According to officials at the bank, Mr. Kerviel’s losses came from bets made on what they termed “plain vanilla products,” relatively simple futures tied to major European stock indexes.

He had made bullish bets, a senior banker said, which were gradually unwound over the first three trading days of this week. The banker insisted that the closing of those positions had not contributed to the huge losses on European bourses Monday and Tuesday.

Adding to the mystery is the conclusion by Société Générale executives that Mr. Kerviel had not profited from his trades.

“We have no explanation for why he took these positions, and we have no reason to believe he benefited from a financial point of view,” the banker said. “We don’t understand why he took such a massive position.”

The Journal has a bit more; looks like a bit of hacking + rogue trading. A new combination?

WSJ: ...Société Générale's computer systems are considered some of the most complex in banking for handling equity derivatives, that is, investment contracts whose value moves with the value of other assets. Officials of the bank believe Mr. Kerviel spent many hours of hacking to eliminate controls that would have blocked his super-sized bets. Changes he is said to have made enabled him to eliminate credit and trade-size controls, so the bank's risk managers couldn't see his giant trades on the direction of indexes.

Mr. Citerne said the bank didn't notice the unauthorized trading until last week because the trader had "intimate and malicious" knowledge of its procedures and knew at what dates checks were conducted. "Each time he took a position one way, he would enter a fictitious trade in the opposite direction to mask the real one," Mr. Citerne said. According to one person familiar with the situation, Mr. Kerviel used the computer log-in and passwords of colleagues both in the trading unit and the technology section.

According to one person familiar with events, the bank's controls did red-flag an outside trading partner of the bank, whose account showed unusually high finance levels. The client, when asked by the bank about the account's finances, denied knowing of it. Pursuing this matter ultimately led to Mr. Kerviel.

Executives called him in for questioning on Saturday, said Mr. Bouton. The interrogation took a good part of the day because Mr. Kerviel had convinced himself that he had mastered a new way to trade stock-index futures, according to a person familiar with the situation. For a while, he went in circles while justifying the trading strategy, this person said, but finally on Saturday night he broke down and admitted the trades.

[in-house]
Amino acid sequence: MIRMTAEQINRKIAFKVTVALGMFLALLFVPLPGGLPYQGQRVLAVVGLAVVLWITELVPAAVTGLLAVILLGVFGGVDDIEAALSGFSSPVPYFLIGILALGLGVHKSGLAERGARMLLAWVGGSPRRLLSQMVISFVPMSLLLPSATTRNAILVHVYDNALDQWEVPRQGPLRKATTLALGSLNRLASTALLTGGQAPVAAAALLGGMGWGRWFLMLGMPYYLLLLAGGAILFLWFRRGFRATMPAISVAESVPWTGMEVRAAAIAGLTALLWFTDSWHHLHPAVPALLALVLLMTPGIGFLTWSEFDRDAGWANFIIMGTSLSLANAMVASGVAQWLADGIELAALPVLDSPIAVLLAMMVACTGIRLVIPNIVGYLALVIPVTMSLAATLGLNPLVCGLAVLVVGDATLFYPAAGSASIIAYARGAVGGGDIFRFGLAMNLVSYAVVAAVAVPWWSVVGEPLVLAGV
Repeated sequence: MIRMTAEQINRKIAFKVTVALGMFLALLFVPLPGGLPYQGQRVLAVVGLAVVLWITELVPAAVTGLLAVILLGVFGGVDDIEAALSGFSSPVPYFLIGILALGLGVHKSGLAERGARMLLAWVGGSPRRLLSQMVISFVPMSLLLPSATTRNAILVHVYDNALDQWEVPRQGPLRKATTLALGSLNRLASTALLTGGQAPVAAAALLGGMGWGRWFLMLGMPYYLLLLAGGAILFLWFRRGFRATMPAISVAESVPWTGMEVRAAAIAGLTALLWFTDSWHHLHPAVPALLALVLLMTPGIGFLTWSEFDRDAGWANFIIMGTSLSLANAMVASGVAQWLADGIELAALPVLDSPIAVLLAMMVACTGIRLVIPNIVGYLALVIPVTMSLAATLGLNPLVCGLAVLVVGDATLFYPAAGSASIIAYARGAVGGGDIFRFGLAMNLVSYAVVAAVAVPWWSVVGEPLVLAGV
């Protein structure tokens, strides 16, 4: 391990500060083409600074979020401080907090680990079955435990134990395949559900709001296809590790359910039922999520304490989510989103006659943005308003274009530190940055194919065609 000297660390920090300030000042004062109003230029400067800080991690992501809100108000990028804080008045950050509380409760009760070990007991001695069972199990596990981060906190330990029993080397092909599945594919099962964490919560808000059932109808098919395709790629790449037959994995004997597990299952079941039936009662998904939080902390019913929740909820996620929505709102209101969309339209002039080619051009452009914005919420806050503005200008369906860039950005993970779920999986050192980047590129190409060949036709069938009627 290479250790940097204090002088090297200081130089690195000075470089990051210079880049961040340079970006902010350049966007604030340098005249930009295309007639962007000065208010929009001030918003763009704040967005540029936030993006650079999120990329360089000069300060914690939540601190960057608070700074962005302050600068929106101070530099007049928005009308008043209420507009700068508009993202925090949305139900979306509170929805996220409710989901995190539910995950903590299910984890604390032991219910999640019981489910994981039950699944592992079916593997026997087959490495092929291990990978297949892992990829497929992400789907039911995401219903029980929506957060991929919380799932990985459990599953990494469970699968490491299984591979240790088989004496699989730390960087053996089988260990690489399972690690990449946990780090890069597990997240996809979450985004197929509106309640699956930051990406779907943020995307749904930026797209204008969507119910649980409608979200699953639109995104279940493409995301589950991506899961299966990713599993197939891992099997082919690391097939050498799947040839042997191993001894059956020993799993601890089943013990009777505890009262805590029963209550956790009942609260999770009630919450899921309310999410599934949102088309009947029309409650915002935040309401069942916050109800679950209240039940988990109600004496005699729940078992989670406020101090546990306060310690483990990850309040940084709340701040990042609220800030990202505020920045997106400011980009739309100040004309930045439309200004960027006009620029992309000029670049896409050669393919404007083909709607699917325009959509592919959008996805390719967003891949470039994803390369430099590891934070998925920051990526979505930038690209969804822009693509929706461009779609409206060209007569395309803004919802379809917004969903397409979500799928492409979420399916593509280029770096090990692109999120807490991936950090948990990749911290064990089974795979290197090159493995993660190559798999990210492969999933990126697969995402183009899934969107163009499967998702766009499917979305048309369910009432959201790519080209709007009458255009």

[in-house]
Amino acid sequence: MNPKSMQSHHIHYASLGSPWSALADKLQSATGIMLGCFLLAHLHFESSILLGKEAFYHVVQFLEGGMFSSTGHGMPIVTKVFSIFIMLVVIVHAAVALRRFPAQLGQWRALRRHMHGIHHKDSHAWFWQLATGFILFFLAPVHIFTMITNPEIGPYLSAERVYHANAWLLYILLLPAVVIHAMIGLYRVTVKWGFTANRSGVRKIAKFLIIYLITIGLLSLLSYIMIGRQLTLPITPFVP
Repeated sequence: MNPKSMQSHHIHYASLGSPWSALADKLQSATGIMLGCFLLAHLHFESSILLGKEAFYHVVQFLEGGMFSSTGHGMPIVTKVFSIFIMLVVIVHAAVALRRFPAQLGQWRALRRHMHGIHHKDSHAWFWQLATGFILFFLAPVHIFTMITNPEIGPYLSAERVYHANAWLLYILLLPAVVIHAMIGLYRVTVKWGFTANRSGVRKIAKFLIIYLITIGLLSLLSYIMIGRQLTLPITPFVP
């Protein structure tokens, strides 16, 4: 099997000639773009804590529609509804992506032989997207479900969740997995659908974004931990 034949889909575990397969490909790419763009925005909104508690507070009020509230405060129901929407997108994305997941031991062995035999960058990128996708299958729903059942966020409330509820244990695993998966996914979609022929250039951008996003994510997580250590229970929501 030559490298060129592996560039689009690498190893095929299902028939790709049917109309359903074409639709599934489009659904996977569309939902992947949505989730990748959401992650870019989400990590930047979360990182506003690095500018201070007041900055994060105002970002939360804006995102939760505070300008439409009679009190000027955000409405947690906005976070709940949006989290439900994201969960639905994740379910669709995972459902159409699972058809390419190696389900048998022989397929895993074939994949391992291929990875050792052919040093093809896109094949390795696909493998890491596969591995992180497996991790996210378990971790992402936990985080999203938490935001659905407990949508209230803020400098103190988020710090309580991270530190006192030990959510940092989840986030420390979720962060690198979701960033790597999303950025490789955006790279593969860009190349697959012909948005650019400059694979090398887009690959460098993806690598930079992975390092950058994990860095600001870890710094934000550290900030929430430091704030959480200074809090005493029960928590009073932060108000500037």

Wikipedia has an entry on largest trading losses. I don't really think of John Meriwether of LTCM (or even, I guess, Brian Hunter) as a rogue trader, although I suppose their investors didn't know exactly what they were up to.

Name Amount Lost Citizenship Employer Source of Loss Year

Jérôme Kerviel[1] US$7.1 billion France Société Générale European Index futures 2008

Brian Hunter[2] US$6.5 billion Canada Amaranth Advisors Gas futures 2006

Giancarlo Paretti[3] US$5.0 billion Italy Crédit Lyonnais Loans to Hollywood Studios 1990

John Meriwether[4] US$4.6 billion United States Long Term Capital Management Interest Rate and Equity Derivatives 1998

Yasuo Hamanaka US$2.6 billion Japan Sumitomo Corporation Copper futures 1996

Wolfgang Flöttl, Helmut Elsner US$2.5 billion Austria BAWAG Currency- and interest swaps 2006

Robert Citron US$1.7 billion United States Orange County Interest Rate Derivatives 1994

Heinz Schimmelbusch US$1.6 billion Germany Metallgesellschaft Oil Futures 1993

Nick Leeson US$1.4 billion United Kingdom Barings Bank Nikkei Futures 1995


Anonymous said...

Friends of rogue trader Jerome Kerviel last night blamed his $7 billion losses on unbearable levels of stress brought on by a punishing 30 hour week.

Kerviel was known to start work as early as nine in the morning and still be at his desk at five or even five-thirty, often with just an hour and a half for lunch.

One colleague said: "He was, how you say, une workaholique. I have a family and a mistress so I would leave the office at around 2pm at the latest, if I wasn't on strike.

"But Jerome was tied to that desk. One day I came back to the office at 3pm because I had forgotten my stupid little hat, and there he was, fast asleep on the photocopier.

"At first I assumed he had been having sex with it, but then I remembered he'd been working for almost six hours."

As the losses mounted, Kerviel tried to conceal his bad trades by covering them with an intense red wine sauce, later switching to delicate pastry horns.

[This is going around Bloomberg today, source unknown. I've edited it down a bit. - DB]

Anonymous said...

Thanks,db: you made my day.
The tell-tale phrase "In France we considered Société Générale a magic bank, Ms. Geman said"
should have been a sufficient warning...

Anonymous said...

The whole story sounds fishy to me. Why would someone go to all the trouble of creating false transactions, etc. if there were no profit motive in it? I suspect that someone else was going on (perhaps subprime CDO related losses) and rather than admit that, the bank found a handy scapegoat.